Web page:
An Evening with Roger Ebert & Friends
Saturday, May 1
5:30 PM Castro Theatre
429 Castro Street (near Market)
Members $12, general $15
The distinguished recipient of this year's Mel Novikoff Award—Roger Ebert—is the man whose infectious passion for cinema has enhanced the public's knowledge and appreciation of world cinema for more than 40 years through voluminous writing, several television shows, his Web site and film festival. Ebert will be joined by prominent colleagues including filmmakers Philip Kaufman (The Right Stuff, Henry and June), Errol Morris (The Fog of War, The Thin Blue Line), Jason Reitman (Up in the Air, Juno) and Terry Zwigoff (Ghost World, Crumb) for a celebration of his long career, followed by a screening of his chosen film for SFIFF53, Erick Zonca's uncompromising 2008 genre-buster Julia starring Festival favorite Tilda Swinton.
Ebert at the Movies
By Jason Sanders
"How long could you be a movie critic for, anyway?" That was the question Roger Ebert remembers asking himself back in 1967, after being offered the job of film reviewer for the Chicago Sun-Times. Forty-three years on and counting, Ebert thankfully hasn't bothered to answer it. Ably and exceptionally present and enduring across the printed page, television and the Internet, he has become a veritable institution, defining the face and voice of American film criticism for at least three decades and setting a defiant example of survival through his ability to change with the technological times. Indeed, the more general and urgent question has become, "How much longer will anyone be a movie critic?" Roger Ebert's magnificently evolving career offers a resoundingly optimistic response.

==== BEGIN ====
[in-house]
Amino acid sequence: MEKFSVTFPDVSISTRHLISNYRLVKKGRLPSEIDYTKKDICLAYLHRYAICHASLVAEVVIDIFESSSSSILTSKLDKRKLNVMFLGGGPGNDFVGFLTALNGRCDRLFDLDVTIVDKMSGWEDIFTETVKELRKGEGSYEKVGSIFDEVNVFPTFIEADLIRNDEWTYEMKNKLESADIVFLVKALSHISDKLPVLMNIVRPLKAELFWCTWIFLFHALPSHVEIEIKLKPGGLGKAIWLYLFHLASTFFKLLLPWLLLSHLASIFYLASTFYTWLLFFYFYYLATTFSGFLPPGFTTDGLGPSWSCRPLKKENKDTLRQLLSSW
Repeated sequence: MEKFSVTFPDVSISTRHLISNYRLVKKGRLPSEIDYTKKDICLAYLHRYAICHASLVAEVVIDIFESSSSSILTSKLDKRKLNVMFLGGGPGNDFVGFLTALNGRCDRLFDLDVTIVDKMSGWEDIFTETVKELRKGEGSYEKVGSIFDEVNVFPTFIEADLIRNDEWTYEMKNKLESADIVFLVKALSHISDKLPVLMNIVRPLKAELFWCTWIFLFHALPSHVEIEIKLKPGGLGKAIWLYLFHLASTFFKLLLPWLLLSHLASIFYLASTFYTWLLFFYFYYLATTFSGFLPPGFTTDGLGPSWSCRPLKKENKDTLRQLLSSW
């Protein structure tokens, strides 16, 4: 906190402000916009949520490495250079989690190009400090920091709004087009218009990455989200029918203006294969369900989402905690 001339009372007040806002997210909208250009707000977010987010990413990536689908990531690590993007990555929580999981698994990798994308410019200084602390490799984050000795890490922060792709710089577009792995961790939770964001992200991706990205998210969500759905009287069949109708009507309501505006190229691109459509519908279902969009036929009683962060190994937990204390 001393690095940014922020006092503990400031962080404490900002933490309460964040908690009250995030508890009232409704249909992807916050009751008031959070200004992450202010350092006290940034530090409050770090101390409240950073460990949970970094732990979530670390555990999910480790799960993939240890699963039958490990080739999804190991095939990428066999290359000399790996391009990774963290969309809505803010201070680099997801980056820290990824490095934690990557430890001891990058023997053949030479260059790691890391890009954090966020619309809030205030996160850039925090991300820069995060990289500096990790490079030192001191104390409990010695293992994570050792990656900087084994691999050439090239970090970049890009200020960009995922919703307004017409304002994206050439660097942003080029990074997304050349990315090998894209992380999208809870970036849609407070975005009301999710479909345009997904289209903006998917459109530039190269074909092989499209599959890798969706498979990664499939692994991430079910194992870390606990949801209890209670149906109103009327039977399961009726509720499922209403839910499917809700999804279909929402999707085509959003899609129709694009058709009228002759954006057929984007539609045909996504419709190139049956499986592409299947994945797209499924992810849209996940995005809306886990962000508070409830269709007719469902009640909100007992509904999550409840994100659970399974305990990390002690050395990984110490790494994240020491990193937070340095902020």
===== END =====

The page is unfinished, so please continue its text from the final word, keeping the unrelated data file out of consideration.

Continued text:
"When you tell someone you're a film critic, invariably they'll look at you funny and ask, 'You mean, like Roger Ebert?'" said USA Today film critic Claudia Puig in 2006. "No single critic has the impact that Roger has." In 1975, less than a decade after taking over the Sun-Times position, Ebert won the Pulitzer Prize, the first time the award was given for film criticism. But it was a decision he made that same year that arguably changed his life, and inarguably that of film criticism in this country: to create a television show with fellow Chicago critic Gene Siskel, featuring the two of them arguing politely-or heatedly-about films.
The show later became Sneak Previews (then At the Movies, etc.) and the highest-rated weekly entertainment series in the history of public television. For many teenagers like me, coming of age far outside an urban metropolis or university town, the show was a revelation, our first introduction to film as something to be intensely discussed, argued over and treasured. Lost in the debate of its "thumbs up/down" effect is just how influential Sneak Previews was for cinema in the U.S., and the degree to which it popularized and legitimized cinephilia. The series opened audiences to passionate and critical engagement with films, and not just those then screening at the multiplex. More eye-opening still were the discussions of the films we had never heard of: those by Werner Herzog, Mike Leigh, Juzo Itami, Wim Wenders and Louis Malle, and by then-emerging upstarts like Spike Lee, Jim Jarmusch, Errol Morris and David Lynch.